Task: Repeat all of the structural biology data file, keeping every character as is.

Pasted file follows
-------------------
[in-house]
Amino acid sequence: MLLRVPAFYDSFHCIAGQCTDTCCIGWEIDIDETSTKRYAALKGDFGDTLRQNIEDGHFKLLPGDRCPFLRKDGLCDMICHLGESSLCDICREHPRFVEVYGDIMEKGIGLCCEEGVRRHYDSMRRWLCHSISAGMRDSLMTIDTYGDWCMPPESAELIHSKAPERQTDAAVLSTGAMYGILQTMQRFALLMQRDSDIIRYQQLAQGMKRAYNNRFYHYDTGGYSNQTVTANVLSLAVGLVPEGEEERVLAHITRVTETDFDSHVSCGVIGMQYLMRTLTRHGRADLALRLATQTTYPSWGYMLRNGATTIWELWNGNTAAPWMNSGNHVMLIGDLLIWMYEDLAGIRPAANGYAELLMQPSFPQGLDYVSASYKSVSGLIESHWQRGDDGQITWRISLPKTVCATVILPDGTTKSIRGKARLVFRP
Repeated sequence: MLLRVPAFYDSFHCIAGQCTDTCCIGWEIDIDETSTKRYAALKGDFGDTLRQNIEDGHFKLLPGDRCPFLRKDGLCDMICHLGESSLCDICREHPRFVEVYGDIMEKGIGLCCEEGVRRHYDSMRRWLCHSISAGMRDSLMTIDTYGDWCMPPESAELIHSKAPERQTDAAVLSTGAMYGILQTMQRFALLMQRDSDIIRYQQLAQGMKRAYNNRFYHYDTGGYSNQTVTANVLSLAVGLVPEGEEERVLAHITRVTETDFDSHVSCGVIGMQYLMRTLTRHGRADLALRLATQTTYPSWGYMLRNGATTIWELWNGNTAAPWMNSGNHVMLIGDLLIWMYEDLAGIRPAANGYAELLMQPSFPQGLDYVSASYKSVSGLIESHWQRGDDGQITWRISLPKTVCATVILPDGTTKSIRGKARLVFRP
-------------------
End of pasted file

[in-house]
Amino acid sequence: MLLRVPAFYDSFHCIAGQCTDTCCIGWEIDIDETSTKRYAALKGDFGDTLRQNIEDGHFKLLPGDRCPFLRKDGLCDMICHLGESSLCDICREHPRFVEVYGDIMEKGIGLCCEEGVRRHYDSMRRWLCHSISAGMRDSLMTIDTYGDWCMPPESAELIHSKAPERQTDAAVLSTGAMYGILQTMQRFALLMQRDSDIIRYQQLAQGMKRAYNNRFYHYDTGGYSNQTVTANVLSLAVGLVPEGEEERVLAHITRVTETDFDSHVSCGVIGMQYLMRTLTRHGRADLALRLATQTTYPSWGYMLRNGATTIWELWNGNTAAPWMNSGNHVMLIGDLLIWMYEDLAGIRPAANGYAELLMQPSFPQGLDYVSASYKSVSGLIESHWQRGDDGQITWRISLPKTVCATVILPDGTTKSIRGKARLVFRP
Repeated sequence: MLLRVPAFYDSFHCIAGQCTDTCCIGWEIDIDETSTKRYAALKGDFGDTLRQNIEDGHFKLLPGDRCPFLRKDGLCDMICHLGESSLCDICREHPRFVEVYGDIMEKGIGLCCEEGVRRHYDSMRRWLCHSISAGMRDSLMTIDTYGDWCMPPESAELIHSKAPERQTDAAVLSTGAMYGILQTMQRFALLMQRDSDIIRYQQLAQGMKRAYNNRFYHYDTGGYSNQTVTANVLSLAVGLVPEGEEERVLAHITRVTETDFDSHVSCGVIGMQYLMRTLTRHGRADLALRLATQTTYPSWGYMLRNGATTIWELWNGNTAAPWMNSGNHVMLIGDLLIWMYEDLAGIRPAANGYAELLMQPSFPQGLDYVSASYKSVSGLIESHWQRGDDGQITWRISLPKTVCATVILPDGTTKSIRGKARLVFRP